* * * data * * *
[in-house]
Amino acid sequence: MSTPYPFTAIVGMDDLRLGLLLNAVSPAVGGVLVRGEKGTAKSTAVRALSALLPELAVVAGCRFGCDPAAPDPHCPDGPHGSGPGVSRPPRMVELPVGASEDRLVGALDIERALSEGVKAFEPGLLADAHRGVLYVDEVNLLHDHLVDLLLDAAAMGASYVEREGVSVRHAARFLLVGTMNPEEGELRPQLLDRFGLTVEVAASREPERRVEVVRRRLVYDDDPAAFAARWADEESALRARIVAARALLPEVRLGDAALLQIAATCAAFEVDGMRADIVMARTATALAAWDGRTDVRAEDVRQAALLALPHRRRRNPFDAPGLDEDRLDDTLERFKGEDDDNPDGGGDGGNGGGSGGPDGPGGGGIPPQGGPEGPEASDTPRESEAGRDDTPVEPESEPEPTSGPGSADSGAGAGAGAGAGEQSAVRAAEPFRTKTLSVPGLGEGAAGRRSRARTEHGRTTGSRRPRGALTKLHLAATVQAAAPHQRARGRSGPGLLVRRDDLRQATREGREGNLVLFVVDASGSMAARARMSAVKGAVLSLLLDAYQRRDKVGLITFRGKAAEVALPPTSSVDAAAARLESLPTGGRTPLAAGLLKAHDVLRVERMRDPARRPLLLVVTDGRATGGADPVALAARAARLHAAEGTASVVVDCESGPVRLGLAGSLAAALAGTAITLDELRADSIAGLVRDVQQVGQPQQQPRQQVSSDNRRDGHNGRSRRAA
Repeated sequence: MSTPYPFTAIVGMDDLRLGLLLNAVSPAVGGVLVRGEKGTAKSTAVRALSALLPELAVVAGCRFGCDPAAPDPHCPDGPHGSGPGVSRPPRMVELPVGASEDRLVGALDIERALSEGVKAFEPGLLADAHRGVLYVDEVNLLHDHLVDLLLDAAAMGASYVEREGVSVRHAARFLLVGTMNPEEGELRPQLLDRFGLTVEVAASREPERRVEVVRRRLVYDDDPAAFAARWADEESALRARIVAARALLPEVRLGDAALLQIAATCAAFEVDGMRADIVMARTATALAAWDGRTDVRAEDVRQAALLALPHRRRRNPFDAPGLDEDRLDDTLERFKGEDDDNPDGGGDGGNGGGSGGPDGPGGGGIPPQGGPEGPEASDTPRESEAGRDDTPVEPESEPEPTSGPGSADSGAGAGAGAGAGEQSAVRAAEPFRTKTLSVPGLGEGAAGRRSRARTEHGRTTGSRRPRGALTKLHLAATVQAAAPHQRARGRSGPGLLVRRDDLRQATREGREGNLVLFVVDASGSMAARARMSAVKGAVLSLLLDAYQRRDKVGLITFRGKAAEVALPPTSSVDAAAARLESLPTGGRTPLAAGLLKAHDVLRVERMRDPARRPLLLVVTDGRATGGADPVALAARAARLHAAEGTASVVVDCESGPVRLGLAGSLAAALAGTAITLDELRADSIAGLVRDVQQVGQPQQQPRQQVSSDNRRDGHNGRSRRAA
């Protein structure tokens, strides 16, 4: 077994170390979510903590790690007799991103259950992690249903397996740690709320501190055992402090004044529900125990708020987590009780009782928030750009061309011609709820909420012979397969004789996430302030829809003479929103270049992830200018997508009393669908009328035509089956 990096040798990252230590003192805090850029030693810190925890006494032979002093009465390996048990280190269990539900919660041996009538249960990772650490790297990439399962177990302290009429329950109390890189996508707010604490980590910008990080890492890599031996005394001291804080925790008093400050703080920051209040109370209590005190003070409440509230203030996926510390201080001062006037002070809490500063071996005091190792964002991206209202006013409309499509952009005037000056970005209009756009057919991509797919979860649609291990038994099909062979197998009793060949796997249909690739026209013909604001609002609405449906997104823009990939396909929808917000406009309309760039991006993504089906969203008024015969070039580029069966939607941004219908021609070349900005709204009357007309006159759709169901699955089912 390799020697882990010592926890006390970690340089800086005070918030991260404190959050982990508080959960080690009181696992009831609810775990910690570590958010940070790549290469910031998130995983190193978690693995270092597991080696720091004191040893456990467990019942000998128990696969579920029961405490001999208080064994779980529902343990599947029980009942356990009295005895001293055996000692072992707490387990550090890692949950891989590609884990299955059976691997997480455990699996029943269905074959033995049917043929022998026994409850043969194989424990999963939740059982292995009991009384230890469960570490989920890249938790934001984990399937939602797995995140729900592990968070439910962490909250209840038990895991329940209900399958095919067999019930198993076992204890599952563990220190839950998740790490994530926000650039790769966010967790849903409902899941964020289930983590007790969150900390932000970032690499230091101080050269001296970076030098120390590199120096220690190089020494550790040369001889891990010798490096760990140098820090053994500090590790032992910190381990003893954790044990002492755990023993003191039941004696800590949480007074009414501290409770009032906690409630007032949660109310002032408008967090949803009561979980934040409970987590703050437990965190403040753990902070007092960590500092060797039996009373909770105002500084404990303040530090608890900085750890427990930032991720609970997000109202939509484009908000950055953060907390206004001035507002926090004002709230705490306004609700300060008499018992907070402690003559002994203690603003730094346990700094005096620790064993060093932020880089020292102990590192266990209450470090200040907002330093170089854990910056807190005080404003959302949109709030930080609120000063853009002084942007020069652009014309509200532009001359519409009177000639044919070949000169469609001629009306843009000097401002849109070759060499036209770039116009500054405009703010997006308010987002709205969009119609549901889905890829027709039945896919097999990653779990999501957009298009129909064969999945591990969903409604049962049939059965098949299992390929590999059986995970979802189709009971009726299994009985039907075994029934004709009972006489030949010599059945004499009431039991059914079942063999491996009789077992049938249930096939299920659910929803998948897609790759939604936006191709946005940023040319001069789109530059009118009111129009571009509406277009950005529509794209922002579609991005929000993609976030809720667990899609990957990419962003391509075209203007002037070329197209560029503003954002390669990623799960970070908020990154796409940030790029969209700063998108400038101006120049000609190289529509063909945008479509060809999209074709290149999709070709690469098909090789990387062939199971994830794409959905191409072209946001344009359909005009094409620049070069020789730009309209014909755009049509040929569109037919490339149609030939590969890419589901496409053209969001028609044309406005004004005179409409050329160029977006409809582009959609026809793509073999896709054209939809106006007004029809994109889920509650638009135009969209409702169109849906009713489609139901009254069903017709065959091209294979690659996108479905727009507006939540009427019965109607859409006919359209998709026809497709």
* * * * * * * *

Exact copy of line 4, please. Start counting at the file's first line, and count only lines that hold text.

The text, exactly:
């Protein structure tokens, strides 16, 4: 077994170390979510903590790690007799991103259950992690249903397996740690709320501190055992402090004044529900125990708020987590009780009782928030750009061309011609709820909420012979397969004789996430302030829809003479929103270049992830200018997508009393669908009328035509089956 990096040798990252230590003192805090850029030693810190925890006494032979002093009465390996048990280190269990539900919660041996009538249960990772650490790297990439399962177990302290009429329950109390890189996508707010604490980590910008990080890492890599031996005394001291804080925790008093400050703080920051209040109370209590005190003070409440509230203030996926510390201080001062006037002070809490500063071996005091190792964002991206209202006013409309499509952009005037000056970005209009756009057919991509797919979860649609291990038994099909062979197998009793060949796997249909690739026209013909604001609002609405449906997104823009990939396909929808917000406009309309760039991006993504089906969203008024015969070039580029069966939607941004219908021609070349900005709204009357007309006159759709169901699955089912 390799020697882990010592926890006390970690340089800086005070918030991260404190959050982990508080959960080690009181696992009831609810775990910690570590958010940070790549290469910031998130995983190193978690693995270092597991080696720091004191040893456990467990019942000998128990696969579920029961405490001999208080064994779980529902343990599947029980009942356990009295005895001293055996000692072992707490387990550090890692949950891989590609884990299955059976691997997480455990699996029943269905074959033995049917043929022998026994409850043969194989424990999963939740059982292995009991009384230890469960570490989920890249938790934001984990399937939602797995995140729900592990968070439910962490909250209840038990895991329940209900399958095919067999019930198993076992204890599952563990220190839950998740790490994530926000650039790769966010967790849903409902899941964020289930983590007790969150900390932000970032690499230091101080050269001296970076030098120390590199120096220690190089020494550790040369001889891990010798490096760990140098820090053994500090590790032992910190381990003893954790044990002492755990023993003191039941004696800590949480007074009414501290409770009032906690409630007032949660109310002032408008967090949803009561979980934040409970987590703050437990965190403040753990902070007092960590500092060797039996009373909770105002500084404990303040530090608890900085750890427990930032991720609970997000109202939509484009908000950055953060907390206004001035507002926090004002709230705490306004609700300060008499018992907070402690003559002994203690603003730094346990700094005096620790064993060093932020880089020292102990590192266990209450470090200040907002330093170089854990910056807190005080404003959302949109709030930080609120000063853009002084942007020069652009014309509200532009001359519409009177000639044919070949000169469609001629009306843009000097401002849109070759060499036209770039116009500054405009703010997006308010987002709205969009119609549901889905890829027709039945896919097999990653779990999501957009298009129909064969999945591990969903409604049962049939059965098949299992390929590999059986995970979802189709009971009726299994009985039907075994029934004709009972006489030949010599059945004499009431039991059914079942063999491996009789077992049938249930096939299920659910929803998948897609790759939604936006191709946005940023040319001069789109530059009118009111129009571009509406277009950005529509794209922002579609991005929000993609976030809720667990899609990957990419962003391509075209203007002037070329197209560029503003954002390669990623799960970070908020990154796409940030790029969209700063998108400038101006120049000609190289529509063909945008479509060809999209074709290149999709070709690469098909090789990387062939199971994830794409959905191409072209946001344009359909005009094409620049070069020789730009309209014909755009049509040929569109037919490339149609030939590969890419589901496409053209969001028609044309406005004004005179409409050329160029977006409809582009959609026809793509073999896709054209939809106006007004029809994109889920509650638009135009969209409702169109849906009713489609139901009254069903017709065959091209294979690659996108479905727009507006939540009427019965109607859409006919359209998709026809497709």